But he doesn't.  Oh no. Instead he performs the entire show - ad-libs, put-down, cock-ups and all - in French.  And later this year, as he tours the globe in his role as a devout New European, he'll do it in German, Spanish, Outer Mongolian and even, at a push, in Geordie.  The gauntlet is down, Frank Skinner.  Come and have a go if you think you're multilingual enough.

I don't want to be English Comic Playing to The Ex-Pats," he explains.  "The French who have come are going out with amazed looks in their eyes, like they're quite stunned.   Which is good."

It seems you're intent on challenging yourself.  As if it's become too easy to be Eddie Izzard.

"I always wanna make it more difficult," he agrees, eyeliner a-glint.  "No-one can say I'm breezing it because it scares the shit out of me.  It's that cruising thing I hate.  The beginning of the death."

Welcome to the beginning of the New Life, Four years ago.  Eddie Izzard was an ex-busker packing out huge West End runs by word of mouth alone.  He was the anti-establishment outsider, a cult-hero, the Easy Rider of comedy, but in a dress.   And he DID NOT DO TELLY. FULL STOP.

Then came the Big Gigs.  The gigging with rock stars.  The front covers.   The paparazzi.  The movie cameos.  And a f--- off a lot of telly, actually.  The world's press realised that here was a comedian who made every effort to look like Brian Malko's more glamorous auntie rather than a builder's arse crack and thus was A Star.   Suddenly we were faced with a whole new Izzard lizard: Eddie the media whore.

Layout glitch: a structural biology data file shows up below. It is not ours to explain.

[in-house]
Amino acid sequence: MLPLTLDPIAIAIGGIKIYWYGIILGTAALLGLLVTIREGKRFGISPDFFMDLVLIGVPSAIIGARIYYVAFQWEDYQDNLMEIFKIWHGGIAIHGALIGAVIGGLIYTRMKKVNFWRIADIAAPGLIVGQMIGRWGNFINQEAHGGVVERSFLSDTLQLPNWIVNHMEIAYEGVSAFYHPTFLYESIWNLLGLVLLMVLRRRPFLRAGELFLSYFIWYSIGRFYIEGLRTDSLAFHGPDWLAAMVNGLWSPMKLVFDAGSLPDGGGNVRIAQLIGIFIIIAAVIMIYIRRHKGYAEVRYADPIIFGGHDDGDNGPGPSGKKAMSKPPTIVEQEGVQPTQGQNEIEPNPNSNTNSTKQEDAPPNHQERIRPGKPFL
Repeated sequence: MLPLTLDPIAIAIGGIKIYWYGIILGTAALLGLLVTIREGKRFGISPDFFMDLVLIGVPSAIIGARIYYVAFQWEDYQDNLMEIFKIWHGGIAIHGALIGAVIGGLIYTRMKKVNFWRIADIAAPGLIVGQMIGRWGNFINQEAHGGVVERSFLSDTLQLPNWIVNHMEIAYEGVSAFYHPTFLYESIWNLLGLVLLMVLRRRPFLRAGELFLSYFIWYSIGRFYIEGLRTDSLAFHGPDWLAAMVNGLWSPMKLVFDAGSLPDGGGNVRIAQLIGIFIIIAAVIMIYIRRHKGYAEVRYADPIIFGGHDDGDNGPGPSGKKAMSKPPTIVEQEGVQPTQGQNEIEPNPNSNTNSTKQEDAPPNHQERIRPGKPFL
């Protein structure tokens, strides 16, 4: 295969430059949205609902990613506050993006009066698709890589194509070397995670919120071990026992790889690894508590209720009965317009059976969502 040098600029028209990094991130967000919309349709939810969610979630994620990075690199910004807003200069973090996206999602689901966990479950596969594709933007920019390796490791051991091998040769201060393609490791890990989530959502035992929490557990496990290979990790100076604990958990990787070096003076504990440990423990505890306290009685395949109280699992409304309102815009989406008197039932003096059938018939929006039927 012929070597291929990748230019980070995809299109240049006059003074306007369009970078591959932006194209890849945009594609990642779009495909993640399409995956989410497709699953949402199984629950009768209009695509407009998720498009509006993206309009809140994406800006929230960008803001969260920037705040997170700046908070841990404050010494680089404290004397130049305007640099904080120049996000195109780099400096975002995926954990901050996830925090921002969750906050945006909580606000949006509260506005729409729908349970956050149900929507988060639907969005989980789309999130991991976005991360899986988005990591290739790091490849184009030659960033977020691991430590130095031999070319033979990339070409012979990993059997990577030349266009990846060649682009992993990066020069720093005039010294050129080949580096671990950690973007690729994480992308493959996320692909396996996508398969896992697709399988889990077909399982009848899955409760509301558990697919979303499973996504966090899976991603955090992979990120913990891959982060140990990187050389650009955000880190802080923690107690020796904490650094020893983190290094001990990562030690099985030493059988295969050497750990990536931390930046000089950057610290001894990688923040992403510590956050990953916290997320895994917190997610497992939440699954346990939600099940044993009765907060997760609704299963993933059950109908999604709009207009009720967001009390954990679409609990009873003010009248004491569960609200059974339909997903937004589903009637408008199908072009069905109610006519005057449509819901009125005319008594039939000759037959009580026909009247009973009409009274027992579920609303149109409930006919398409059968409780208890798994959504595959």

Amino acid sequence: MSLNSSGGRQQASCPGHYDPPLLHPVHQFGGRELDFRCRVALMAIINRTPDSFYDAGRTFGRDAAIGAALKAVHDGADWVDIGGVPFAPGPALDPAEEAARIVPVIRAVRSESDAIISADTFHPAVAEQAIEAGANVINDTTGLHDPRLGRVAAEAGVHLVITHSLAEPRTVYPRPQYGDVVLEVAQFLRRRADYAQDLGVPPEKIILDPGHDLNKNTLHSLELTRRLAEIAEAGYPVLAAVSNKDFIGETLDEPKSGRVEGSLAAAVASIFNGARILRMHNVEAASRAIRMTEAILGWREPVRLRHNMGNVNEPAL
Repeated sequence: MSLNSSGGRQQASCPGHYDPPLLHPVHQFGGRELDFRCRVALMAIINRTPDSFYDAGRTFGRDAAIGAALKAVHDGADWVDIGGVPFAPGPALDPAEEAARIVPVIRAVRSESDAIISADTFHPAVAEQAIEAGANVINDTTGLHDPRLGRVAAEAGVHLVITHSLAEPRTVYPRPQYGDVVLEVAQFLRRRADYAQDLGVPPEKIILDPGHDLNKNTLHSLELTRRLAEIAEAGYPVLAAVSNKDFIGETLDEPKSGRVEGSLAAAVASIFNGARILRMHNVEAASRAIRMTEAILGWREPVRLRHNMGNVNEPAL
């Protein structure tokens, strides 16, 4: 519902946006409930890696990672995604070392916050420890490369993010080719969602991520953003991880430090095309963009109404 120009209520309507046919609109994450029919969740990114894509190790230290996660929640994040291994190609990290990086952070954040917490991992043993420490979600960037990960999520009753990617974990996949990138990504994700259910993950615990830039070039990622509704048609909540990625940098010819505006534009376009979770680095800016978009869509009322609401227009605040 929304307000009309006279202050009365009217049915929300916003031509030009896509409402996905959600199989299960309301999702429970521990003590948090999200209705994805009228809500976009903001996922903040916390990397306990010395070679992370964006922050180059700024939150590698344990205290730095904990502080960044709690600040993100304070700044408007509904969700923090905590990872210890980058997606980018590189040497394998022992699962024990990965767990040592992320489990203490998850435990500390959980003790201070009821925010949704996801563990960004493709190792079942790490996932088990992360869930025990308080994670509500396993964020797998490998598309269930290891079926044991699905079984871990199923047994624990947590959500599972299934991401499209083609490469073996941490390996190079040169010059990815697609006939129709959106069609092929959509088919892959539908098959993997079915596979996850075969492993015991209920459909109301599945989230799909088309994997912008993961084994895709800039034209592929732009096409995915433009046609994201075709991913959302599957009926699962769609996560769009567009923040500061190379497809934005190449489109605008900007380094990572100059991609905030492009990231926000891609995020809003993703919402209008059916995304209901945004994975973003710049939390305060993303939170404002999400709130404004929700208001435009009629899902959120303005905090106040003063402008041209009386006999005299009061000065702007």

He balks, but relents.  "I need to utilise the media to try to get the word out because I've decided not to do these comedy show things that get packed our really easy.  I don't think you can stop that happening.  I don't think it's a great place to be because you wanna be interesting and outside it.  But I did hit a glass ceiling in that I'd have to perform 365 days a year, in four or five thousand-seaters, and that doesn't even get you one Clive James interview where you're talking stupid for 5 minutes.  I love doing chat shows, so I wanted to do them."

Have you unwittingly become part of the establishment?

"I'm not choosing to be.  I instinctively feel that you wanna avoid it because everyone wants something new and twisted that's spinning things in a different way.  So I'm constantly looking for something different to spin."

"As you get more successful you've got to be more careful with your material.  You can't come on and say, 'So there I was, on Concorde, talking to Al Pacino..' I have this analogy that you've still got to be able to buy a bag of crisps.  Then once someone said, 'Why don't you go and buy a bag of crisps then, just to prove you can do it?' So I did but they came and presented it to me, for some reason, on a plate specially arranged."